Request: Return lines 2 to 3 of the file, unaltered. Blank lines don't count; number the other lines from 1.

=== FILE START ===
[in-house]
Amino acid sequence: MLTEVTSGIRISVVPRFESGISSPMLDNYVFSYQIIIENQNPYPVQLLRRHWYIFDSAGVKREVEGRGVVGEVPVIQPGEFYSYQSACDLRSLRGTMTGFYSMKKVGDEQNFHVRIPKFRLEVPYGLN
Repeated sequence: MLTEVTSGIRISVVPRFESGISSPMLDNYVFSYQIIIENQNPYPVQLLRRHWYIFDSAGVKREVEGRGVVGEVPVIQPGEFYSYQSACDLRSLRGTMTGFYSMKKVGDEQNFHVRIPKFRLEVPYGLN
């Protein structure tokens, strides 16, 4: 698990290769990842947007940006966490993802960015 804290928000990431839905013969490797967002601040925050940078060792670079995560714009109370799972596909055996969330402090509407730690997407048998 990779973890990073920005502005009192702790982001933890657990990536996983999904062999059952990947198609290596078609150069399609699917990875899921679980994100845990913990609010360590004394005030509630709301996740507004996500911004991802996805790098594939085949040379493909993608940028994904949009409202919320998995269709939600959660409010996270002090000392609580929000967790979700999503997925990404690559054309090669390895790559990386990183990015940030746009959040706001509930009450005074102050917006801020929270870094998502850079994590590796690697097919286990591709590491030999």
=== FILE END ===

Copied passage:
Amino acid sequence: MLTEVTSGIRISVVPRFESGISSPMLDNYVFSYQIIIENQNPYPVQLLRRHWYIFDSAGVKREVEGRGVVGEVPVIQPGEFYSYQSACDLRSLRGTMTGFYSMKKVGDEQNFHVRIPKFRLEVPYGLN
Repeated sequence: MLTEVTSGIRISVVPRFESGISSPMLDNYVFSYQIIIENQNPYPVQLLRRHWYIFDSAGVKREVEGRGVVGEVPVIQPGEFYSYQSACDLRSLRGTMTGFYSMKKVGDEQNFHVRIPKFRLEVPYGLN